It Takes Two, Baby

Verity Germon reflects on the unequal division of responsibility based on gender when it comes to contraception.

It’s approaching that time of year – Valentine’s Day – where romance, love and (perhaps most of all) sex is on our minds. However, for women, what comes attached to this desire is the problem of preventing an unwanted child. This has been a burden that women have carried since the beginning of time. Women have faced dangerous medicines and abortions to prevent it. However, we have come a long way since then and much has improved – I mean there’s the pill, and abortion is legal right?  


Women continue to suffer the burden of problematic contraceptive methods, while our male counterparts are not required to take any responsibility. Even if they wanted to, they are not given the opportunity. It is not that male contraception has not been researched or trialled, only that it is not considered important enough that men have access to reliable contraceptives to make these methods become a reality.  

In today’s world, there are only two methods on offer when exploring male contraception; a vasectomy or using a condom. This seems shocking when there are over fifteen varieties of female alternatives. What’s more is that both these options have extreme flaws. A vasectomy is a form of sterilisation, therefore only an option for a person that never wants children, and so rarely an option for young men. The second, although being reliable 98% of the time, with typical use this is lowered to 85%. Condoms can also break, and many can be allergic to the latex they are made of.  

However, there is a safe contraceptive gel that has been developed for men. This is currently being used as a sole contraceptive method for a couple in Edinburgh. They say that it is working well and so far, the only side effect has been increased libido. The reason this is not available to the public is the risk of developing acne and a change in libido and mood, which is a fraction of the side effects already experienced by women through current contraceptive methods.  

The excuses made to not release these trialled and tested products, such as the injection or the contraceptive gel, are that there are too many side effects such as acne, a change in libido and mood swings. However, when we compare this to the side effects women face from the multiple choices on offer, this reasoning is ludicrous. Women face these traumas and many more, from depression and anxiety to blood clots and vomiting. I spoke to my own peers about their experiences with contraception. Many had experienced extreme bouts of depression and raised anxiety. One girl explained how she gained four stone and developed cystic acne, which led to her trying another type of pill which caused her to have a cyst on her fallopian tube with constant bleeding and pain. Many others also felt the pill made them gain weight, while some experienced vomiting, headaches and increased or decreased libido.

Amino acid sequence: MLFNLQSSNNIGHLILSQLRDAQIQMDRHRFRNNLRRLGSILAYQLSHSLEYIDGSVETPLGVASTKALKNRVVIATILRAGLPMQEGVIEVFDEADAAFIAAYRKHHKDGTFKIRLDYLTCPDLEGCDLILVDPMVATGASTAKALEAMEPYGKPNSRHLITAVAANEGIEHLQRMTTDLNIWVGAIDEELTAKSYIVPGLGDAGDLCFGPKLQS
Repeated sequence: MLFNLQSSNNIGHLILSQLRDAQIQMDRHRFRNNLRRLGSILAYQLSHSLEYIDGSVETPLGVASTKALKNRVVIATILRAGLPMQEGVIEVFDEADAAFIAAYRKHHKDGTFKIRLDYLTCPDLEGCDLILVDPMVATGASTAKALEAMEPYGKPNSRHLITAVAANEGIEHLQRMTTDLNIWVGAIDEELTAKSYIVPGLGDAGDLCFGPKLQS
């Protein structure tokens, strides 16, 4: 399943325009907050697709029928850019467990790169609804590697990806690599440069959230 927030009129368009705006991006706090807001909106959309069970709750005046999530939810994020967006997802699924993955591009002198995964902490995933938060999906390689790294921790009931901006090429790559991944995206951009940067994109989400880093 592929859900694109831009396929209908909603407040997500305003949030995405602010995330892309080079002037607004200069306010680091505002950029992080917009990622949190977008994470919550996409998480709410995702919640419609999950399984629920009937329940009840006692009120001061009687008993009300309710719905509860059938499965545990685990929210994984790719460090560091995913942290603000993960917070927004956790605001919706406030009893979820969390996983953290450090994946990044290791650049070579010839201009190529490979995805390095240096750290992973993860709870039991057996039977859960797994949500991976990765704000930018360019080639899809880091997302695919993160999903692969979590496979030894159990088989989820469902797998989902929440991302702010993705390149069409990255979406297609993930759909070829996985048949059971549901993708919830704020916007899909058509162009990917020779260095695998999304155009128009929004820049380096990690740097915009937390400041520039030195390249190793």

And the other options aren’t great either – the procedure for the Mirena coil or the copper coil can cause excruciating pain, followed by longer and heavier periods. The implant can cause bruising, swelling and irritation; one girl told me she could not keep the implant as it was too noticeable to her mum, who didn’t know was sexually active. The injection has similar side effects and can take up to one year after finishing it for fertility levels to return to normal.  

Women have actually died taking contraception that was deemed safe enough to be released to the public. In the 1970’s the Dalkon shield was implanted into thousands of women, causing hysterectomies and three deaths. Even in 2020, pills such as Yasmin which are proven to have awful side effects including lactation, bloating and loss of hair are still seen as satisfactory to be taken daily by women worldwide.  

It shocks me that due to my gender I must hold complete responsibility for the prevention of an unwanted child. This is extremely unfair considering that sex and pregnancy is the result of two people. Unfortunately, this is the reality we are living in. Men are still able to have absolute sexual liberty while women are trapped, facing the choice of pregnancy or the use of methods that can cause harmful health complications. The latter is deemed as preferable.  

I think it’s about time we realise that an accidental pregnancy is not the fault of a woman but is the responsibility of both man and woman equally. It is pure sexism that has allowed women to suffer immeasurably for generations while men have not been held accountable. Despite the patriarchal system we have in place, there are men who do want to lift the burden off their partners and are prepared to take reliable contraception that will prevent them from becoming fathers. Therefore, the withholding of such available methods is oppressive and damaging to women everywhere who have been taking damaging drugs their entire lives to avoid an unwanted pregnancy.

Artwork by Danni Pollock.


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